Nobody Better Than Arne Duncan

Arne Duncan is expected to be announced as the next secretary of education later today. Freakonomics readers will remember Arne as the hero of our chapter on teacher cheating. He was head of the Chicago Public Schools when Brian Jacob and I were investigating how teachers and administrators were doctoring standardized test sheets.

With seemingly nothing to gain and much to lose, Arne embraced our results, even allowing us to do audit testing to confirm our hypotheses. Eventually, a handful of teachers were fired.

Since then, I’ve interacted with Arne a few times, and in a variety of settings. I always walk away dazzled. He is smart as hell and his commitment to the kids is remarkable. If you wanted to start from scratch and build a public servant, Arne would be the end product.

About five years ago, I joked with him that he was not even 40 years old and he had the second-best job in education. He had nowhere to go but down, since the only better job would be secretary of education.

For all his accomplishments improving schools, perhaps even more remarkable are his accomplishments on the basketball court: he and his buddies have won the national Hoop It Up Three-On-Three basketball championship on multiple occasions.

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  1. Geology Rocks says:

    Imagine that… a group of teachers hate their boss who allowed a group of economists the opportunity to hold members of their ranks accountable….. Never would of thunk that one.

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  2. misterb says:

    In the comments pointed to by B. Jackson(7), there was an accusation that Arne Duncan had fired over 2000 African American teachers. If that is true, it’s a serious complaint. Even if they were all under-performing (which seems unlikely), a group of that size should have been addressed with training and coaching rather than mass layoffs.

    The fact that Mr. Duncan is recommended by economists and reviled by teachers doesn’t seem like a good thing for our kids.

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  3. B. Jackson says:

    CPS stats show that there are ~9,000 African American teachers and Arne has allegedly fired 2,000 over 8 years, or 250/year. That makes 3% per year, which doesn’t seem astronomical to me.

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  4. Bild says:

    According to Duncan’s Wikipedia page, he played basketball against Duke teams that included Johnny Dawkins and Danny Ferry, and came off fairly well.

    Also, he spent a year researching his sociology thesis in inner-city Kenwood, Chicago. Although it was never published, it was nonetheless cited at least twice in the sociological literature.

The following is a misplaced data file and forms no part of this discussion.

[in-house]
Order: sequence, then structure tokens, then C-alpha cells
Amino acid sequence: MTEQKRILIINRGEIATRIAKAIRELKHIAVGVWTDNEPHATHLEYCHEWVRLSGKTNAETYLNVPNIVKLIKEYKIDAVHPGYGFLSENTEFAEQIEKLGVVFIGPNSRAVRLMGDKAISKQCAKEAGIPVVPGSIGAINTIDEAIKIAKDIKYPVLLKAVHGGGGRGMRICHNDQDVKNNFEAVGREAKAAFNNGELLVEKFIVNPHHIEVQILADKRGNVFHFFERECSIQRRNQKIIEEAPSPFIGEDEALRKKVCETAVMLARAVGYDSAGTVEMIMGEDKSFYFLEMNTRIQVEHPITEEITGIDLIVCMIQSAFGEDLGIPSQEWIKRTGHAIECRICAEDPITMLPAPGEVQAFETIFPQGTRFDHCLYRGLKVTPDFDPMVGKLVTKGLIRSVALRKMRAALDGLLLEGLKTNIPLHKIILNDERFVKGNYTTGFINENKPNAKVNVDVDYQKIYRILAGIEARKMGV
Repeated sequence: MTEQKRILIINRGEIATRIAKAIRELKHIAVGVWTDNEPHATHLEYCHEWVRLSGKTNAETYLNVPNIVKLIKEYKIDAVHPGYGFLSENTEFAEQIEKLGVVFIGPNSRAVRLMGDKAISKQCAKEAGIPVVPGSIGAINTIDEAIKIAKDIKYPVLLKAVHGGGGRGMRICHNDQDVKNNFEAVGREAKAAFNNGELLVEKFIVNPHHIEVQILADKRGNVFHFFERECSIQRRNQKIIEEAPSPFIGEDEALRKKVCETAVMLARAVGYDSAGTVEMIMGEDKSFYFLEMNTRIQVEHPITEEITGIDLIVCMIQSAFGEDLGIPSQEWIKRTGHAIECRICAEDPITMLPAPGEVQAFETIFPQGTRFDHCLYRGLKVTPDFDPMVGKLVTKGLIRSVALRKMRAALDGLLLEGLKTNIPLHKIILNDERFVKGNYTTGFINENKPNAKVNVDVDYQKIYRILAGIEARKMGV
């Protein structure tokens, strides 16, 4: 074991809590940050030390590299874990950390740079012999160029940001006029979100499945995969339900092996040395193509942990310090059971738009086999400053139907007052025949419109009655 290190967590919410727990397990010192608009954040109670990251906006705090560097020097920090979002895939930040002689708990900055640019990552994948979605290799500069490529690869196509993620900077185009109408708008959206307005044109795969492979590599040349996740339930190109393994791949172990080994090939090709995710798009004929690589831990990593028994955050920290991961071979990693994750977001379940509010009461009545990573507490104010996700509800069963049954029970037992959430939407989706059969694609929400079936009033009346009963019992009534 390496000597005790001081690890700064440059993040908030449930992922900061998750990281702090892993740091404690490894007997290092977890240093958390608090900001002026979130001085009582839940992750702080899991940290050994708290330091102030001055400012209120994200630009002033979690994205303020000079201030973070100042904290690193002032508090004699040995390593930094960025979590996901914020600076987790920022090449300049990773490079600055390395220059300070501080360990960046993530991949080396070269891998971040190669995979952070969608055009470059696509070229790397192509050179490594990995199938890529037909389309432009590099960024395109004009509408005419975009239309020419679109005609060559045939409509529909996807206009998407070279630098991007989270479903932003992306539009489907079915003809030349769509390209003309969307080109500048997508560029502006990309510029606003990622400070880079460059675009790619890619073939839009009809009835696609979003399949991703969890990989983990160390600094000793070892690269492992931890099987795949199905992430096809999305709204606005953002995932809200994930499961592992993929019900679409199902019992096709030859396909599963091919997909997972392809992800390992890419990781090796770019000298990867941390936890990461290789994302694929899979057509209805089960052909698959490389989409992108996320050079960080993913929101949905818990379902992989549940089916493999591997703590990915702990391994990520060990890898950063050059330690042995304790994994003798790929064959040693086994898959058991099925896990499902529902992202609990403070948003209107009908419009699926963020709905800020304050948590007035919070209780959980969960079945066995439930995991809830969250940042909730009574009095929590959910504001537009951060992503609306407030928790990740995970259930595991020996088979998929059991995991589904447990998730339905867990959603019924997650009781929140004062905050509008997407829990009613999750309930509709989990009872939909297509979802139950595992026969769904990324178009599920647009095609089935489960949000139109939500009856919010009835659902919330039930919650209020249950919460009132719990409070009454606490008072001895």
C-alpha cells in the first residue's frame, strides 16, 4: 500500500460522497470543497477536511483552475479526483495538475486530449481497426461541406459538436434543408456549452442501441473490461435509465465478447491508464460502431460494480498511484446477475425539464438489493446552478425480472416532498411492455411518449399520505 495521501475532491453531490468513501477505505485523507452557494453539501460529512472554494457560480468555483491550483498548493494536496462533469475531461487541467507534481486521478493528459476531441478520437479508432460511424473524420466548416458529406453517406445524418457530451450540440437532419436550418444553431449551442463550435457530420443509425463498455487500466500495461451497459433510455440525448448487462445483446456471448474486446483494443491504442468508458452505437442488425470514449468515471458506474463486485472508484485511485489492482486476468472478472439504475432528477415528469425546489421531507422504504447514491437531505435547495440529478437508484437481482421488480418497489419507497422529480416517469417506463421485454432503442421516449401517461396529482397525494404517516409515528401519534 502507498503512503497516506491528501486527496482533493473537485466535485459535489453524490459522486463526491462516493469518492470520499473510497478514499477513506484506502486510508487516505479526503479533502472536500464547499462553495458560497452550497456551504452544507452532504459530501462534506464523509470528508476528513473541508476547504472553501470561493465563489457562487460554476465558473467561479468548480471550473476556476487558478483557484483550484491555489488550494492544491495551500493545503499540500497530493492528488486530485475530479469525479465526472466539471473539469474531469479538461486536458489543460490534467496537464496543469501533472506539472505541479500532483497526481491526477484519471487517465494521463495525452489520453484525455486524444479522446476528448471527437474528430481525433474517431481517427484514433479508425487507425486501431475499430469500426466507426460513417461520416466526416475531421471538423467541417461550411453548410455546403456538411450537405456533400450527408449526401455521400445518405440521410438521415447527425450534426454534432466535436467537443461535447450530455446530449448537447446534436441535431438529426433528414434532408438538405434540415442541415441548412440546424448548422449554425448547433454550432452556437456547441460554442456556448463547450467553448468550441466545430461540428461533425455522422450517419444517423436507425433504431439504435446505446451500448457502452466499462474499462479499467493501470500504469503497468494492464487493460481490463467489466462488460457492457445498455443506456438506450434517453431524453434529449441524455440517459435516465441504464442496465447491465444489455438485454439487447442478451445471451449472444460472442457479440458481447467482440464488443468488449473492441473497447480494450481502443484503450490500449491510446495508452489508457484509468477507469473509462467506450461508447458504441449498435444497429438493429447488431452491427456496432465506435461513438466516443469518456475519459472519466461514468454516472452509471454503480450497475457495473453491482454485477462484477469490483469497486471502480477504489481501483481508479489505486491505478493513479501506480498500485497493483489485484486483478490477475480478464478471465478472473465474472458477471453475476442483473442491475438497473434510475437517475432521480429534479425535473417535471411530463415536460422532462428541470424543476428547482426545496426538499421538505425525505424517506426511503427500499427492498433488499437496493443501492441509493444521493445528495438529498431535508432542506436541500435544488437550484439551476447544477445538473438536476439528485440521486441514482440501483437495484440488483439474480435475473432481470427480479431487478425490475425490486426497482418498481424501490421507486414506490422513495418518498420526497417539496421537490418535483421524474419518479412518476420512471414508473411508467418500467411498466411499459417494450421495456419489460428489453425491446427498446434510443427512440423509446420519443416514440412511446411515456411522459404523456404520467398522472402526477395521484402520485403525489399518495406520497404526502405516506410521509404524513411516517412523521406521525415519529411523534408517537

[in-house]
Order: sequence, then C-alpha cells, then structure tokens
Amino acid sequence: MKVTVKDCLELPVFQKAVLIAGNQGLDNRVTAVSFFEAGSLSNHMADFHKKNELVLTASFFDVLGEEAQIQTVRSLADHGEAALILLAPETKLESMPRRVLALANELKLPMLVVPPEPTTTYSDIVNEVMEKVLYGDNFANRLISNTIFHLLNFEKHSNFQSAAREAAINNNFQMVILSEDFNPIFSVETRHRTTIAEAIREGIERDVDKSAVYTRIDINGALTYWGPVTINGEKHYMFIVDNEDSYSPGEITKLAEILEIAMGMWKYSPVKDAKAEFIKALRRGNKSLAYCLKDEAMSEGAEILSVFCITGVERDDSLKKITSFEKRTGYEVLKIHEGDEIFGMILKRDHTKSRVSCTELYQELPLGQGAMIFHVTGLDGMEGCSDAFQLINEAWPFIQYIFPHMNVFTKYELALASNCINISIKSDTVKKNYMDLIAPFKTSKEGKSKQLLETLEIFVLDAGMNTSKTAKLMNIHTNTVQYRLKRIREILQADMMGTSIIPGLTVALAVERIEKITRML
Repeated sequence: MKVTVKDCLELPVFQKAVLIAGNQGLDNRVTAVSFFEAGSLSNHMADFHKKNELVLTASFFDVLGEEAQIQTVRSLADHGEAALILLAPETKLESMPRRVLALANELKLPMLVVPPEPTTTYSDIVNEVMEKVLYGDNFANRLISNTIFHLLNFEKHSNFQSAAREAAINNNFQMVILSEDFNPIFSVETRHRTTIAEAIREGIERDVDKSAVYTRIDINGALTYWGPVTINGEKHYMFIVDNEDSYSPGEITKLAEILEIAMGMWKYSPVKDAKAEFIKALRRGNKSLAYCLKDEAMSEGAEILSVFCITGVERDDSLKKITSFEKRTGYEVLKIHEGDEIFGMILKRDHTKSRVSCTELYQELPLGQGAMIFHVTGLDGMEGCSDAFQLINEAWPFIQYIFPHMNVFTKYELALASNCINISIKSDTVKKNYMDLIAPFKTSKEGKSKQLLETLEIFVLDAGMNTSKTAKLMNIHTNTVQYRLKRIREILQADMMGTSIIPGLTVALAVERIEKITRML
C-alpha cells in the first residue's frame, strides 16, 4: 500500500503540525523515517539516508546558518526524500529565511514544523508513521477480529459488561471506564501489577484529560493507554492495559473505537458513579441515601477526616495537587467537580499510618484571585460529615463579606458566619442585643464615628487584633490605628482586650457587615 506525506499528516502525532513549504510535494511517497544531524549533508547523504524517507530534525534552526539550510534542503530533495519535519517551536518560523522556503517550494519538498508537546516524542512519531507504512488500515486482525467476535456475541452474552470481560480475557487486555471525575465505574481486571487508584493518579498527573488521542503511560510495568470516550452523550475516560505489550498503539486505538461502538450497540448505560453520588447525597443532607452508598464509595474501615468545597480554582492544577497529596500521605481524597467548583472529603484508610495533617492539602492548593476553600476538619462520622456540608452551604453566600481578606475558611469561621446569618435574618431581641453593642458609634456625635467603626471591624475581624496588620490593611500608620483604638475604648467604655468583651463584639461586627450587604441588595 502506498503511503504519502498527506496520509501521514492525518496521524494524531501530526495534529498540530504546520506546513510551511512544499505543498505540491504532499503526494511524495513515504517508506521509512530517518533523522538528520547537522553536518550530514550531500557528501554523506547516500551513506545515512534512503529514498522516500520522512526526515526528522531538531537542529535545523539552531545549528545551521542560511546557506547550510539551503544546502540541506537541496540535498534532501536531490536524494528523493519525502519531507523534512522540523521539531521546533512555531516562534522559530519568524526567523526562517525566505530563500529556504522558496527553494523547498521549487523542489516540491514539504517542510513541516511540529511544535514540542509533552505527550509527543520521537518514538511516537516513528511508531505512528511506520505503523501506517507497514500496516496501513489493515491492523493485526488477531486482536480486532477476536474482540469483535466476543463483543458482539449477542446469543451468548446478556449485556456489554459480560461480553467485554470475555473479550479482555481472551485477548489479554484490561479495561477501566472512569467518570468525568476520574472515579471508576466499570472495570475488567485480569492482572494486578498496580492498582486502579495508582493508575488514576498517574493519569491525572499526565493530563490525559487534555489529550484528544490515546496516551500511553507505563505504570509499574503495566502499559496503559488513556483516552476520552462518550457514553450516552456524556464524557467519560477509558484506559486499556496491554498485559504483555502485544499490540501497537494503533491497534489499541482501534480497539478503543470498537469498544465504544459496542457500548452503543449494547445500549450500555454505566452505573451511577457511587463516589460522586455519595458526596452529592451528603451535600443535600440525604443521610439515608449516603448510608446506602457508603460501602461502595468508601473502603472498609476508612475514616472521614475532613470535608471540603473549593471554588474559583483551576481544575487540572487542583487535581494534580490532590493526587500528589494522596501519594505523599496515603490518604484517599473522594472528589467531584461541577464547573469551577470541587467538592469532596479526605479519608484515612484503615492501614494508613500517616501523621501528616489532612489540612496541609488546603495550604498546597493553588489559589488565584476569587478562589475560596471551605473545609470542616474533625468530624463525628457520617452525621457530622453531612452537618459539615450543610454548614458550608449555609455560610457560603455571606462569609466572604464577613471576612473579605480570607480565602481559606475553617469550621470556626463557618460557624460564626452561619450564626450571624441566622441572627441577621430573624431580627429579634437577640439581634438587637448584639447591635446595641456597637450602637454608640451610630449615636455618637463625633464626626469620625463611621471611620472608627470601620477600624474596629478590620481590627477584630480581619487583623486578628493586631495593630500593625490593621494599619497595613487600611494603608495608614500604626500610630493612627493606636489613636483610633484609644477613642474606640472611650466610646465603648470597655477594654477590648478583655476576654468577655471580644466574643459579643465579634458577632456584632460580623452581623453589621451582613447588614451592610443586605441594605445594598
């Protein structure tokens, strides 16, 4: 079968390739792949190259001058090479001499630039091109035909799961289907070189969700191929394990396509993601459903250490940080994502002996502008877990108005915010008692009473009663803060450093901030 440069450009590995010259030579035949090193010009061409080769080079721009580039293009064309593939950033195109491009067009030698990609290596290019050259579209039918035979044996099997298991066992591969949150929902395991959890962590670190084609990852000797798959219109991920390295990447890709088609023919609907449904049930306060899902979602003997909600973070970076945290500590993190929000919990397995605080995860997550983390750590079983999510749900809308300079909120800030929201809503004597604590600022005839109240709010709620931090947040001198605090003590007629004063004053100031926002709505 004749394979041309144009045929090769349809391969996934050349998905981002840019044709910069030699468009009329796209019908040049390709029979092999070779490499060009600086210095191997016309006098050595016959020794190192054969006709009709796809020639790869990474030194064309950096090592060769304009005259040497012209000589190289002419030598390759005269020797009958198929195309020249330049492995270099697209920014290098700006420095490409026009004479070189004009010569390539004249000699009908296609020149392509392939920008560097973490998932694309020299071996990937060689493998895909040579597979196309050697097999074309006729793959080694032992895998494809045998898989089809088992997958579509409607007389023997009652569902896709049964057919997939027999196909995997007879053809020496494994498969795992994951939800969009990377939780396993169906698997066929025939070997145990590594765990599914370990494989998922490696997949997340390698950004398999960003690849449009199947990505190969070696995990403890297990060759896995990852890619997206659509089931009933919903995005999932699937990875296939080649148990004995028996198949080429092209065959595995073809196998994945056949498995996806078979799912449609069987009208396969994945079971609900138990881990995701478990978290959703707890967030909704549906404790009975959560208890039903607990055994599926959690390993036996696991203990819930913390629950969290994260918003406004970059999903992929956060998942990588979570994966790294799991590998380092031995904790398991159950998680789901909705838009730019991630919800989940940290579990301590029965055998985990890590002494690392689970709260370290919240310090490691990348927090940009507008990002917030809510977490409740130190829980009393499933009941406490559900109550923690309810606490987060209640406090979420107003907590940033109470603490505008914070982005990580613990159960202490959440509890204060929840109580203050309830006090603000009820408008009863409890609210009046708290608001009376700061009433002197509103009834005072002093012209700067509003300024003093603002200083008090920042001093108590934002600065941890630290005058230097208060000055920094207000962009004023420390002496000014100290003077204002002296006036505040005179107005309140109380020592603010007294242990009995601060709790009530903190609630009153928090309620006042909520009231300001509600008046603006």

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  5. Princess Leia says:

    All your friends are moving to DC. Are you, Steve? You have the hoops skill (pound for pound) and the paper behind your name, too. It might be fun. :)

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  6. B's Aunt says:

    Greg, I agree, being a teacher myself. Educating means educating, not endless testing, and at a high level of knowledge and process.

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  7. Tough Reformer Finally says:

    At last, Arne Duncan,a tough reformer, is going to be Secretary of Education. The Heavens have opened and there is much rejoicing. Duncan has shut down failed schools (and then reopened them successfully), has shown teachers the door who are not good enough for our kids, and cut bureaucratic staff so money can go to effective teachers and into the classroom. Duncan has pushed into the CPS the idea that our kids deserve the best teachers, best principals, and best managers and that we are never going to stop until we get every school and every classroom right so that all kids will be offered a great education. Tough is needed because the public school system has bred through its union-adults-first-mentality a culture of excuses to justify: a third of our minority children dropping out of high school, three-fourths of our high school graduates not being ready for college, and STEMS programs that are an embarrassment compared to the rest of the world. Darling-Hammond is a “Chicago Cub Reformer.” No matter how ineffective a teacher is she still loves them, no matter how many kids don’t learn to read, she won’t fire you. All you need is more training! No mattter how many kids drop out, it is still for Darling-Hammond a question of getting our teachers properly trained.

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  8. alexander russo says:

    actually, duncan had much to gain from letting you help find out cheats at the school level and then firing them – unless the cheating was happening at the central office, it was all icing for him.

    you are among a tiny few i know of who come away from talking with duncan impressed with anything but his enthusiasm.
    independent chicago education news, all day

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